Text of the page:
The art of Soo Bahk Do involves the development of the mind and the body. There are three areas of development that we focus on in our training: Neh Gung (Internal Energy), Weh Gung (External Energy) and Shim Gung (Mental/Spiritual Energy). Neh Gung can be considered our breath during our technique, Weh Gung is our body’s action (use of hip) and Shim Gung is our attitude; our discipline (Moo Do). Our Founder, Kwan Jang Nim Hwang Kee, introduced a systematic and scientific method of training to enable us to realize our full potential. Through this system, each area builds on the next and is progressively more involved. Our art consists of the following training areas:
- Ki Cho (Basic Motions)
- Hyung (Forms)
- Il Soo Sik Dae Ryun (One Step Sparring)
- Ho Sin Sool (Self-Defense)
- Ja Yu Dae Ryun (Free Sparring)
- Kyok Pa (Breaking)
- Moo Pahl Dan Khum (Breathing/Energy Exercises)
There are many factors that make our Moo Duk Kwan style very unique under our Founder, Kwan Jang Nim Hwang Kee. One factor is our unique way to emphasize the use of hip (Hu Ri). The use of hip is extremely important in helping you to understand coordination of speed, power and balance. Proper use of hip will help you achieve higher levels in your training and in other physical activities that you may become involved with in the future.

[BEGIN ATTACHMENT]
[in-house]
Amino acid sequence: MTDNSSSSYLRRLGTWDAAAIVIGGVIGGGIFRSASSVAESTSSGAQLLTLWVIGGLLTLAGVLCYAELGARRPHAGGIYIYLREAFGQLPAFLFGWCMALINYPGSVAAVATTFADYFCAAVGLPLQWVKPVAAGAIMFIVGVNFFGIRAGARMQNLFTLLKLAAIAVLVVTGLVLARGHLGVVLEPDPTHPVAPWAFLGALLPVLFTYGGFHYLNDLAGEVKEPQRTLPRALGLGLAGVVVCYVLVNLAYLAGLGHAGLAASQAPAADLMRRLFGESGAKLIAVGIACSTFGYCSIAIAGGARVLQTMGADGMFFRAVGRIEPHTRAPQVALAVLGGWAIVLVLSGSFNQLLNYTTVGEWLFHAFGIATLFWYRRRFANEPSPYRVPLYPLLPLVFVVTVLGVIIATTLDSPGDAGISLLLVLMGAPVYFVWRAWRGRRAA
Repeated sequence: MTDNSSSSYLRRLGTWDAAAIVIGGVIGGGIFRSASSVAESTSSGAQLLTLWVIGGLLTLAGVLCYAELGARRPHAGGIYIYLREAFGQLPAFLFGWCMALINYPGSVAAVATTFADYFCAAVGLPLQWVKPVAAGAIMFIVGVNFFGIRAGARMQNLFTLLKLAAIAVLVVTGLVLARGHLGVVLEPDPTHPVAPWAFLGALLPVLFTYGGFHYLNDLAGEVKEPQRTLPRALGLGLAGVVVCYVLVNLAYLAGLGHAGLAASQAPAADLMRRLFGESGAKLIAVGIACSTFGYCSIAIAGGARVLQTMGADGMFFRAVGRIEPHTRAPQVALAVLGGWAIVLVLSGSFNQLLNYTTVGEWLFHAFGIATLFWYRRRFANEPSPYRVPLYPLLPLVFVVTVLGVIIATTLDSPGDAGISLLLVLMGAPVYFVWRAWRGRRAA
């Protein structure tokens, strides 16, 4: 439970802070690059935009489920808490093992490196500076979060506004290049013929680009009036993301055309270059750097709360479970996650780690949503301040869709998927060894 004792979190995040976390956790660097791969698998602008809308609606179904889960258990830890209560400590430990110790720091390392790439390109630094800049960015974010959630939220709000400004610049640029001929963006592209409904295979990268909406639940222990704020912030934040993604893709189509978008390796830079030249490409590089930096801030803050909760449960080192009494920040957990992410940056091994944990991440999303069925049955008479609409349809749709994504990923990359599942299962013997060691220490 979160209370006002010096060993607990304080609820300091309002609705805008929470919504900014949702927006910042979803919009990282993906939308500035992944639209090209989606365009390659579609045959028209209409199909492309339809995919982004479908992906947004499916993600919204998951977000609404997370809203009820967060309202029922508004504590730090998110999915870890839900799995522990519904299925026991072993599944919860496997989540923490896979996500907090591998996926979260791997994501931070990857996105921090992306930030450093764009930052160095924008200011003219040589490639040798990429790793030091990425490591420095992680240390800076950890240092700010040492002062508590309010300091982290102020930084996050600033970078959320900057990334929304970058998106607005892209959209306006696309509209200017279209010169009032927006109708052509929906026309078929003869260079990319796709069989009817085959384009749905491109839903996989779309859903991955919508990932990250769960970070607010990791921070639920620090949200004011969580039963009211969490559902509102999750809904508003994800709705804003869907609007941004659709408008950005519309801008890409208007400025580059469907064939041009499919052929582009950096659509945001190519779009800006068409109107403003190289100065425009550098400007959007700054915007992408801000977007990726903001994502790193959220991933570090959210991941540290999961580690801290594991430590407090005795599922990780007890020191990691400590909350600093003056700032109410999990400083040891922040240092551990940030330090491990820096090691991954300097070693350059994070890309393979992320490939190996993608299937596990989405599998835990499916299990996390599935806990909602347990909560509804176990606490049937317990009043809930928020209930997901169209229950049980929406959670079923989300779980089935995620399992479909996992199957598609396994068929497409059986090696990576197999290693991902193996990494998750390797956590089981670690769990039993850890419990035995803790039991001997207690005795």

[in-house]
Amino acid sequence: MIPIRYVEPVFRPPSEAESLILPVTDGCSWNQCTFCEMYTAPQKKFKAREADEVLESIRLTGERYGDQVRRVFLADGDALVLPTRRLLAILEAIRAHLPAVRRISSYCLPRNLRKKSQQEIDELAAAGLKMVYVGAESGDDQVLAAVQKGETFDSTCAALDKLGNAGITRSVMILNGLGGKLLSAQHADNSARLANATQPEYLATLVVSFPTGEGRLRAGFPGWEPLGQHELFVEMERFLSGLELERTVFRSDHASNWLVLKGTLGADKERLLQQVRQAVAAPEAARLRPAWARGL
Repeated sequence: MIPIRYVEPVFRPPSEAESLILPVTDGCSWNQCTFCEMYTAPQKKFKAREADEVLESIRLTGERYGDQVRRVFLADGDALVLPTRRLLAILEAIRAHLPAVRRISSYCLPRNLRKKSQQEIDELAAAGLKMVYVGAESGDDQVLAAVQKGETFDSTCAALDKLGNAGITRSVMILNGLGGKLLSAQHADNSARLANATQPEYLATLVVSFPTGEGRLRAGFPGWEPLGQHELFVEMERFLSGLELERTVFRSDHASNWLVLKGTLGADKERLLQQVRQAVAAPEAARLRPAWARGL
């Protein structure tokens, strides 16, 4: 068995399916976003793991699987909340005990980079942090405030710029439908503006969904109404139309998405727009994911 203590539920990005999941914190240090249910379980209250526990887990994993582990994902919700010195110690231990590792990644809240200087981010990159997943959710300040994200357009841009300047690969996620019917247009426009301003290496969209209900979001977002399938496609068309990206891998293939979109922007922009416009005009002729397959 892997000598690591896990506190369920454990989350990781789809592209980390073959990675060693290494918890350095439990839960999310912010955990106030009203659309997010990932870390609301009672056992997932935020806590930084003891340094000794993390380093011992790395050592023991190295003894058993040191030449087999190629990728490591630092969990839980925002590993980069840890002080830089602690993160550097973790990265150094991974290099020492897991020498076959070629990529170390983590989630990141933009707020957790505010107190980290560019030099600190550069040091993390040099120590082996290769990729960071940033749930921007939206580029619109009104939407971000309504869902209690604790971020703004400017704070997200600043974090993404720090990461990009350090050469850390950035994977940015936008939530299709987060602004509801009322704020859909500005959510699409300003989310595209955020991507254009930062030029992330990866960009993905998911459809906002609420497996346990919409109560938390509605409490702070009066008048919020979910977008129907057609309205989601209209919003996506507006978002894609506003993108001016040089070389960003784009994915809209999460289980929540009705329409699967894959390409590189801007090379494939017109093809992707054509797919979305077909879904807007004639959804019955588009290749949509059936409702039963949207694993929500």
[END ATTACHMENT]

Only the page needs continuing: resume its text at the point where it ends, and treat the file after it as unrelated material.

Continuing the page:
To understand this unique aspect the first step in our training is to break down this application and apply its philosophy in basic hand (Blocking/Punching) and foot techniques (Kicking). As a result the use of hip is broken down into defense and offensive hip. The techniques used are taken from our Hyung (Forms). This basic process will aid in our understanding of the techniques that are later applied in more difficult situations. Ki Cho is the foundation of the techniques in Soo Bahk Do.
Ancient people had a deep interest in the development of forms as well as a profound understanding of them. Below is a quote from the Moo Yei Do Bo Tong Ji, which is the oldest documentation of Korean Martial Arts (300 Years), the author is unknown:
"Performing with hands and feet and conditioning the body is the beginning of the study of the art of Tang Soo Do (Soo Bahk Do). In actual combat, form does not seem in an obvious way to be a necessary part of the martial arts. However practicing forms perfects the ability to perform hand and foot techniques freely. This is fundamental to making the best use of one's body at all times."
Basic to all martial arts is this: After the basic movements are learned they are applied to and transformed into forms. As established, traditional and clearly defined sets of steps, jumps, blocks, kicks and punches, each of the forms in our art has a unity and purposed. The elements which make up the character or personality of a form are as follows:
- Form Sequence
- Power Control
- Tension and Relaxation
- Speed and Rhythm Control
- Direction of Movements
- Spirit or Attitude
- Power of Technique
- Understanding Form Technique
- Distinctive Features of the Form
- Perfect Finish
- Precision of Movements
These twelve elements may be used as a basis for evaluating a form and for the study of its improved performance. For additional information on selected Hyung please click here.